Weather Forecast

Close
Advertisement

$5.6 million sewer expansion on horizon for Perham city

Email Sign up for Breaking News Alerts

news Perham, 56573

Perham Minnesota 222 2nd Avenue SE 56573

With Perham's population projected to grow to 4,157 over the next 20 years; and local industry growth also predicted; the Perham City Council voted Dec. 14 to begin the sewer expansion process.

Advertisement
Advertisement

The $5.6 million expansion, as outlined by Ulteig Engineering, includes a $3.4 million aeration pond.

The pond, combined with about $2 million in improvements of existing equipment and rehabilitation, will increase the city's wastewater treatment capacity from its present 580,000 gallons per day to a million.

Four Perham industries account for more than half of the city's current wastewater flow. The egg processing plant, Barrel O' Fun, Kenny's Candy and Tuffy's Pet Foods average about 330,000 gallons of flow per day. By year 2030, those companies are projected to generate nearly 578,000 gallons per day.

The impact on sewer fees to home and property owners is uncertain at this stage, but a sewer rate study is expected to be conducted by the city.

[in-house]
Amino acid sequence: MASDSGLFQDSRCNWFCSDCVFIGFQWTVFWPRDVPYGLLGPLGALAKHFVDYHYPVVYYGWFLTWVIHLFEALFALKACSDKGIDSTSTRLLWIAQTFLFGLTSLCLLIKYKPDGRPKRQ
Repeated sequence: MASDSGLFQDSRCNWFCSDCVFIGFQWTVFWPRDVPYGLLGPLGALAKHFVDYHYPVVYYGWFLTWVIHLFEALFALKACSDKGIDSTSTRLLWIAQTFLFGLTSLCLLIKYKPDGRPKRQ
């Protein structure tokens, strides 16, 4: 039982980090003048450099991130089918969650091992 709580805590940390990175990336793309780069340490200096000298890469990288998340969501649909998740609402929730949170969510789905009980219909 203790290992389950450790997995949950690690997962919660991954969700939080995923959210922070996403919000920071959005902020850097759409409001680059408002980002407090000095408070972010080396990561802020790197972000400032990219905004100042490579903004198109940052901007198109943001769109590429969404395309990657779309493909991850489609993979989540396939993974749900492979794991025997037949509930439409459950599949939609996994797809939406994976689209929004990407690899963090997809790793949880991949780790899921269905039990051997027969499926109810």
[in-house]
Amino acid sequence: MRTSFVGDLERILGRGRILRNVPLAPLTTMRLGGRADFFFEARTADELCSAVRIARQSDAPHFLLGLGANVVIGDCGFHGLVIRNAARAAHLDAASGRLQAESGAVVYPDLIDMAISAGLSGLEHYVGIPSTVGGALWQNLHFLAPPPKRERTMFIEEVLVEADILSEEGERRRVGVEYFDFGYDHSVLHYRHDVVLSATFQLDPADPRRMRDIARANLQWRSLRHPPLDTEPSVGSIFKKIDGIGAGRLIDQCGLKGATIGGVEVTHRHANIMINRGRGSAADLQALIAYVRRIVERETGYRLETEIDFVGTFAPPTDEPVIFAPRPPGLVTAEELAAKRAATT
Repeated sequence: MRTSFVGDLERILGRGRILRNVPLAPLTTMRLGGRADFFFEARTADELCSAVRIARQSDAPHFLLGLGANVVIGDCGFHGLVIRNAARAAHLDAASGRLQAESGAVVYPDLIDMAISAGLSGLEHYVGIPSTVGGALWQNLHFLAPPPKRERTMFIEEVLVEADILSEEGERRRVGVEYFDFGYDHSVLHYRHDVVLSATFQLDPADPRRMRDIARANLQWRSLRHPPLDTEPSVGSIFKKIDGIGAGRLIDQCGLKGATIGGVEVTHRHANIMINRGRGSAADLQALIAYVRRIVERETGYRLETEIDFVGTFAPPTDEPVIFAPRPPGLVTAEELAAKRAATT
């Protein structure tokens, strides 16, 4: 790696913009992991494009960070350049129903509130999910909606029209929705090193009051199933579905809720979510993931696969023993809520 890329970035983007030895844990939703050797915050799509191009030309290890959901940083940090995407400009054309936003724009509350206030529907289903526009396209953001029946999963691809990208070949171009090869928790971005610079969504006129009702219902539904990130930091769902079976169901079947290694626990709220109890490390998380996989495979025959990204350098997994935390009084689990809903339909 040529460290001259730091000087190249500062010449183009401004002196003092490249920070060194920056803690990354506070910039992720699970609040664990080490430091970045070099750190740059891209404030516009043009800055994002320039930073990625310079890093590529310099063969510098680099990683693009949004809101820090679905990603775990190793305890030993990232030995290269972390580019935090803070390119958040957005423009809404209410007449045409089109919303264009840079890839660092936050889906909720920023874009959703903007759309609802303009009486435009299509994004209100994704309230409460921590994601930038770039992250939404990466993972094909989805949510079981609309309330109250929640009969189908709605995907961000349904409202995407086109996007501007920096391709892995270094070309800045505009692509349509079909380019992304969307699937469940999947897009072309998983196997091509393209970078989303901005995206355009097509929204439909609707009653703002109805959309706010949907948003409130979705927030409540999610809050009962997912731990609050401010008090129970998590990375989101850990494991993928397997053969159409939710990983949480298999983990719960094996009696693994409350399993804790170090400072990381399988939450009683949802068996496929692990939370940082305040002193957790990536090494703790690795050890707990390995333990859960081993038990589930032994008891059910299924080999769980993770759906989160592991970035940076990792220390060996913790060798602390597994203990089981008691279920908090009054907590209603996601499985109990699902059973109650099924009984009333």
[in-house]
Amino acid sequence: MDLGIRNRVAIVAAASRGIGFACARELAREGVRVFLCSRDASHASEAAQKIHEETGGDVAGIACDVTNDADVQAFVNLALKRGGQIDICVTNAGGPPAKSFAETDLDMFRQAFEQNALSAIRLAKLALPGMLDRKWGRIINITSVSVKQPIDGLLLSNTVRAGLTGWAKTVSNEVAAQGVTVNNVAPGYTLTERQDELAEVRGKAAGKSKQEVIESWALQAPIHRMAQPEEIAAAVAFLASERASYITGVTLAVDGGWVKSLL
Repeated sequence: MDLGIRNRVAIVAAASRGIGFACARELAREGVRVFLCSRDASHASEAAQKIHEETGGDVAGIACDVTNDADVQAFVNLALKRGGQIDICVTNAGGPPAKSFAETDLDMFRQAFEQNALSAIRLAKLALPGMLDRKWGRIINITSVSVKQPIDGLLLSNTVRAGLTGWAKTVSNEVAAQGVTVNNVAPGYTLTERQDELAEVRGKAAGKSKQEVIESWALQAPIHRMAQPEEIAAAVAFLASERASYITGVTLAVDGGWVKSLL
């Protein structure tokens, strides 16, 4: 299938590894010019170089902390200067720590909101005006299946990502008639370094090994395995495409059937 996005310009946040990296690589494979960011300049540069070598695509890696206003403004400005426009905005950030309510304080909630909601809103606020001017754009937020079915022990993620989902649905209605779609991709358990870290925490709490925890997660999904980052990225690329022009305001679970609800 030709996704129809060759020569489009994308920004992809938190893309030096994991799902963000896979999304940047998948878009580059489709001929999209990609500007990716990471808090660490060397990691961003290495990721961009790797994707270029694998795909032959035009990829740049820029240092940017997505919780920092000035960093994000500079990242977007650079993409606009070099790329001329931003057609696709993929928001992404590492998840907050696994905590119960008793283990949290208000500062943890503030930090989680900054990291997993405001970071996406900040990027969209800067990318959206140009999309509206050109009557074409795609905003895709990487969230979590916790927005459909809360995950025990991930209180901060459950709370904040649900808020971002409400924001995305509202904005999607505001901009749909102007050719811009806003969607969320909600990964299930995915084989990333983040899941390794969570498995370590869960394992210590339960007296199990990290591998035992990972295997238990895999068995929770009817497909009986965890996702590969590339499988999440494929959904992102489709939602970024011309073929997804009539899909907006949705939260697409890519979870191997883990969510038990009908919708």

A previous plan, presented by Ulteig, took a phased approach, with equipment upgrades and re-permitting with the Minnesota Pollution Control Agency-intended to buy time until the construction of a new pond.

But Ulteig is now recommending to proceed with the full project. Part of the motivation is that MPCA permitting fees have risen dramatically. The re-permitting process alone could cost the city between $17,000 and $50,000. Consequently, Ulteig recommended proceeding with all facets of the project-with completion likely by late 2011 or 2012.

Nearly 20 million gallons of sludge would be pumped and transported out of the existing ponds under the proposal, which would free up more capacity. The cost to remove the sludge and deposit it at an approved site is estimated at $760,000.

"By incorporating all of the (improvements) into one project, the city would likely see cost savings by not repeatedly paying contract or mobilization fees," stated Ulteig, in its recommendation for the city to preceed with the entire project.

Advertisement
Advertisement
Advertisement
randomness